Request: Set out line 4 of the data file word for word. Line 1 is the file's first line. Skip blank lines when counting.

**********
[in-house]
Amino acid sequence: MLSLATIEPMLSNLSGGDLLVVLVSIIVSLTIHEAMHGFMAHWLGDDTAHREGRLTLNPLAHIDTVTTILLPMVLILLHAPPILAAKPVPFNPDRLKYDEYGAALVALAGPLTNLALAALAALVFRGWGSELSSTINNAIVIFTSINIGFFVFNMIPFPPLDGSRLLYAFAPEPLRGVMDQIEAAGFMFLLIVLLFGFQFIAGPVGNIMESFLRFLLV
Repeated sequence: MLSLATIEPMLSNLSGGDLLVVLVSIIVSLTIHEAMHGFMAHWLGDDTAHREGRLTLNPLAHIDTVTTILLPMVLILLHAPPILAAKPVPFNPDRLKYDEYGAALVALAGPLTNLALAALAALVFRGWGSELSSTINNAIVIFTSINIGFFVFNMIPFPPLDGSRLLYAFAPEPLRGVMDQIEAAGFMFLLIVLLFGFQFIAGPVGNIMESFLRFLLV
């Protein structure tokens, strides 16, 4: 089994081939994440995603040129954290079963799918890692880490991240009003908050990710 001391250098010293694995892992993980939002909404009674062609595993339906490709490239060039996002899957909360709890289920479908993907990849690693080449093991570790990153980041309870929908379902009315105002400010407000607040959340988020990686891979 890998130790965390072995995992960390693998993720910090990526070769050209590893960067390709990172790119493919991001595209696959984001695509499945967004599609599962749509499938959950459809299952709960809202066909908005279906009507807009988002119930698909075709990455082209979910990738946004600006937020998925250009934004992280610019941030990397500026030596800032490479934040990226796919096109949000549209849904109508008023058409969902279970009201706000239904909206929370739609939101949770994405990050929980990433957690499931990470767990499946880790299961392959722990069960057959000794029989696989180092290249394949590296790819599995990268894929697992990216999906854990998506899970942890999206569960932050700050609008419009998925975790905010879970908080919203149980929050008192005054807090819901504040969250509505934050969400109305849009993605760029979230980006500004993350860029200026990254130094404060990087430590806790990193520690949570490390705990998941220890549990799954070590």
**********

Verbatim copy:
């Protein structure tokens, strides 16, 4: 089994081939994440995603040129954290079963799918890692880490991240009003908050990710 001391250098010293694995892992993980939002909404009674062609595993339906490709490239060039996002899957909360709890289920479908993907990849690693080449093991570790990153980041309870929908379902009315105002400010407000607040959340988020990686891979 890998130790965390072995995992960390693998993720910090990526070769050209590893960067390709990172790119493919991001595209696959984001695509499945967004599609599962749509499938959950459809299952709960809202066909908005279906009507807009988002119930698909075709990455082209979910990738946004600006937020998925250009934004992280610019941030990397500026030596800032490479934040990226796919096109949000549209849904109508008023058409969902279970009201706000239904909206929370739609939101949770994405990050929980990433957690499931990470767990499946880790299961392959722990069960057959000794029989696989180092290249394949590296790819599995990268894929697992990216999906854990998506899970942890999206569960932050700050609008419009998925975790905010879970908080919203149980929050008192005054807090819901504040969250509505934050969400109305849009993605760029979230980006500004993350860029200026990254130094404060990087430590806790990193520690949570490390705990998941220890549990799954070590």